Living Simply in Silicon Valley
Clint May '19, Sustainability Intern for Residence Life
Simple living is about figuring out what is important to you and cutting things out of your life that don’t help you pursue what is important. You can take small steps to live simply without dramatically changing your day-to-day routine. Here are some steps that you can take in order to lead a simpler, clutter-free life.
Reduce what you consume by buying products that are meant to last. This means purchasing items that are built well and will withstand heavy use. These items might be more expensive, but they will last much longer and you will not have to spend money replacing it as with the less-durable alternative.
Instead of using a single use disposable item, consider reusing one item. A great example of this is our eco-tray program in Benson. Instead of using a paper to-go container for every meal, a single eco-tray can be used over and over again. You can also bring this container (or your own) to nearby businesses like Zanotto’s or Cramer’s Bagels!
Is there anything that you own that could have more than one purpose? Consider looking around your living space to find items that can serve multiple purposes. Recycling something that you already own to fit your needs instead of purchasing something new is a great way to eliminate excess in your life. One way that SCU students have repurposed their goods is in the annual Eco-Fashion & Art Show where students turn hard-to-recycle items and possessions into beautiful pieces of clothing.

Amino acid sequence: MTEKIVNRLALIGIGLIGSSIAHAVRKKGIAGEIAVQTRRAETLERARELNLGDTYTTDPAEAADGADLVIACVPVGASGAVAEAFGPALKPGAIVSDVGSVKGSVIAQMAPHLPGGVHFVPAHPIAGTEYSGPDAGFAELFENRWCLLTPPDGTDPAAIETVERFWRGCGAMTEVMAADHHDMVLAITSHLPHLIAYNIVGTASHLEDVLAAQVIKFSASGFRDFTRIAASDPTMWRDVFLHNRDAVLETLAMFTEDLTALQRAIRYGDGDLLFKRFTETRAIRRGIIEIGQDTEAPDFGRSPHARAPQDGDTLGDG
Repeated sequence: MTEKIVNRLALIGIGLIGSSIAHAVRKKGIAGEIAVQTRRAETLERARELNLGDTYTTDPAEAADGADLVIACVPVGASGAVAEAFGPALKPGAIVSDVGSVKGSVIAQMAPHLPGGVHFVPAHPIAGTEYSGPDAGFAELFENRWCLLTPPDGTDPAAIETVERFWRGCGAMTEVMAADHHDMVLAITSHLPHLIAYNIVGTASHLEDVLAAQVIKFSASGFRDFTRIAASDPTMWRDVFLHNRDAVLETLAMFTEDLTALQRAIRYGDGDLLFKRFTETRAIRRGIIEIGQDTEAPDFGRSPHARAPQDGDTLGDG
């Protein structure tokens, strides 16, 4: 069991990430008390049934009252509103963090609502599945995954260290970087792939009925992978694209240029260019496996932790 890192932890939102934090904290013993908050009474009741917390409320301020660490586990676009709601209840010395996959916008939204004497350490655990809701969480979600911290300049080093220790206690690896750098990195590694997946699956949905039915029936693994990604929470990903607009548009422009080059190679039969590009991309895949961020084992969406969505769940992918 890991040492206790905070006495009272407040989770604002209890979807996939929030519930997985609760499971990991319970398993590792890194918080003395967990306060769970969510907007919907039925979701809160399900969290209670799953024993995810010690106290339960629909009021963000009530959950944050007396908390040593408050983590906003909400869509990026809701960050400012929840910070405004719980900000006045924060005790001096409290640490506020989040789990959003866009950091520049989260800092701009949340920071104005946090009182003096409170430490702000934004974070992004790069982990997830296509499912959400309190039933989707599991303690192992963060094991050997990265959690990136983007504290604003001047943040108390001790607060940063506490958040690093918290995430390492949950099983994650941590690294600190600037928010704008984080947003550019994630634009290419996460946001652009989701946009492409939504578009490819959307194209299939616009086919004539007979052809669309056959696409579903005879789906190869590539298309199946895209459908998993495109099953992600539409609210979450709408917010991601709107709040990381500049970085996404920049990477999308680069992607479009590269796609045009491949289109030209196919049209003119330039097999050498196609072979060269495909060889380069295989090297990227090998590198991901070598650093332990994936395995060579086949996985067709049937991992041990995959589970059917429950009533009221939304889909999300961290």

If the concept of living simply confuses or scares you, there are many resources out there to help you gain a respect for it. You can study other cultures that have a focus on a less materialistic lifestyle through a class, video tutorial, or book. One example is with Marie Kondo’s “The Life-Changing Magic of Tidying Up” Which focuses on living simply by reevaluating what is important to you. According to Kondo, “The question of what you want to own is actually the question of how you want to live your life.” If we can care about the things we own (and have higher quality items so there is no need for replacement) and avoid clutter and excessive materialism, then we can lead simpler, more sustainable lives.